Small business compliance UK – what you need to know | (2024)

Industry regulators are constantly updating regulations and legal obligations – and it can be a real challenge for SMEs to keep up.

Here’s the heads up on the key areas you need to focus on to ensure your small business meets compliance rules and regulations.

Small business compliance UK – what you need to know | (1)

What is compliance for small businesses?

In business terms, compliance is about ensuring companies of all sizes and their employees comply with existing national and international laws.

The Companies Act 2006 is the main legislation that forms the primary source of UK company law.

The main objective of compliance is to avoid or swiftly identify criminal behaviour and react appropriately to it.

And, while making sure every aspect of your operation is being run compliantly may seem a daunting task if you’re running or starting a small business, it’s worth the effort.

Compliance regulations have been put in place to protect you, your company, your employees, and your property.

Along with meeting legal requirements, there’s also an ethical aspect of compliance to consider.

Essentially, a compliant company demonstrates that it’s a reputable business that respects the interests of its stakeholders – such as customers, employees and residents (for example, if you have a factory) – by operating responsibly.

This can have a positive effect on your small business’s credibility and reputation.

What are the main areas of business compliance to consider?

If you’re setting up a company, some of the most important compliance considerations include:

  • Complying with applicable industry regulations set out by professional regulators – for example, the Financial Conduct Authority, the Office of Rail and Road, the Law Society or the Environment Agency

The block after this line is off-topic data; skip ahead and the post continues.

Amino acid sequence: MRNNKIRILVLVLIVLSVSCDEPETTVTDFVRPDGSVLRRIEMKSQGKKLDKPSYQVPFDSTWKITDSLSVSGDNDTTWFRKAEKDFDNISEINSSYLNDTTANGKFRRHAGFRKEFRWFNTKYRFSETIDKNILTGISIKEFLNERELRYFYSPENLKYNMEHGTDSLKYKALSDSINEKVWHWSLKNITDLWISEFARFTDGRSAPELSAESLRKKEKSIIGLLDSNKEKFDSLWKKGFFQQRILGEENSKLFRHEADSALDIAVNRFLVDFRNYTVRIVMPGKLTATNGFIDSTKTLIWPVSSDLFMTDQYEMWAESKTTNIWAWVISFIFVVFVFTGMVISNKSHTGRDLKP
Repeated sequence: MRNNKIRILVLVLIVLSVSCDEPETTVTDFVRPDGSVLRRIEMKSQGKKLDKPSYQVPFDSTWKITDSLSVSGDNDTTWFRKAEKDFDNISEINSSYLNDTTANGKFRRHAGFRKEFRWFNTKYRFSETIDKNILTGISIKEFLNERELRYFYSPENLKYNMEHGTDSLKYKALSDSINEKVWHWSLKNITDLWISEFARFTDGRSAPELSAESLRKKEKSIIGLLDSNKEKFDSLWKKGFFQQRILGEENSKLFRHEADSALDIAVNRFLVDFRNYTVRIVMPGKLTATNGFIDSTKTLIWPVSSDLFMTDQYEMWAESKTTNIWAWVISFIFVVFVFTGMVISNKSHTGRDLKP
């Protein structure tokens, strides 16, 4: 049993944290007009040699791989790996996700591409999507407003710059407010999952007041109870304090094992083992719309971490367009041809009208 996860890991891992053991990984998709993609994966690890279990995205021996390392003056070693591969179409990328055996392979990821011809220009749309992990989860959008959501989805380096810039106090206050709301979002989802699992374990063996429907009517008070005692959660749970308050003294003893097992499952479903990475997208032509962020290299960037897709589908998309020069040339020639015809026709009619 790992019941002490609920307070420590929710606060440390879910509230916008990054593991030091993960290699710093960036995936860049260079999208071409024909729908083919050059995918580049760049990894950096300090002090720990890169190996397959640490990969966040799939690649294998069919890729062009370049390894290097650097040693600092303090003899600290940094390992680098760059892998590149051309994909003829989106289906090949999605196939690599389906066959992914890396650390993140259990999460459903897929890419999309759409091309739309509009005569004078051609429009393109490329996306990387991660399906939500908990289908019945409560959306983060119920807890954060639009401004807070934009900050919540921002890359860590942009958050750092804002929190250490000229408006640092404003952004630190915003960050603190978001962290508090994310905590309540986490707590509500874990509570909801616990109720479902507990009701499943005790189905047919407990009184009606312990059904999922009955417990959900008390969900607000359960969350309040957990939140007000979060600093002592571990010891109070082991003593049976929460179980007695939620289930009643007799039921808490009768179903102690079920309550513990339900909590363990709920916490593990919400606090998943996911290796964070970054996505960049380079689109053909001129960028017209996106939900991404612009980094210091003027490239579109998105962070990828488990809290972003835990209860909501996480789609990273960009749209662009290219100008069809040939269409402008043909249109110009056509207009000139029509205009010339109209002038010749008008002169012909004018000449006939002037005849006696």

• Complying with finance regulations – such as tax, payroll, HMRC, accounting, record keeping, Companies House and anti-money laundering regulations
  • Employment law and workers’ rights
  • Health and safety for workers and visitors to your offices/site
  • General Data Protection Regulation (GDPR)
  • Contracts and agreements with third parties
  • Sector-specific permits, licences, permissions

Ensuring GDPR compliance

The EU’s 2018 General Data Protection Regulation (GDPR) governs how organisations process and use personal data to provide consumers with greater protection.

GDPR impacts every aspect of a business– from how you build your customer database to the way you market your business.

Non-compliance can result in a hefty fine – up to €20 million (about £18 million) or 4% of annual global turnover – whichever is greater. There are some exceptions for businesses with fewer than 250 employees.

Since Brexit, GDPR has been incorporated into UK data protection law as the ‘UK GDPR’.

This iteration, which came into force on 1 January 2021, is largely similar in its data protection principles and obligations.

Under GDPR, every organisation that handles personal data needs to be able to:

  • Prove that consent was given to hold it
  • Be able to show what the data is being used for
  • Demonstrate how it is being protected
  • Provide individuals with access and the ability to review, amend or challenge data processing practices

What legal documentation does my small business need?

To make sure your business is compliant, you should regularly review and update all your legal documentation, including agreements, contracts, forms, letters, policies, and procedures.

This applies across the board and covers everything from employment and business law to tax and health and safety.

As an employer, the documentation you need includes:

Employment law: This ensures each employee is protected by specified employment terms, which is a legal requirement and demonstrates that you have the correct policies in place:

  • Employment contracts (written statement of employment)
  • Grievance, disciplinary and HR procedures

Business law: All documentation that registers your business, relates to tenancy and financial arrangements, or protects your business, products and services:

  • Companies House information
  • HMRC papers
  • Data protection documents
  • Tenancy agreements
  • Details of financial agreements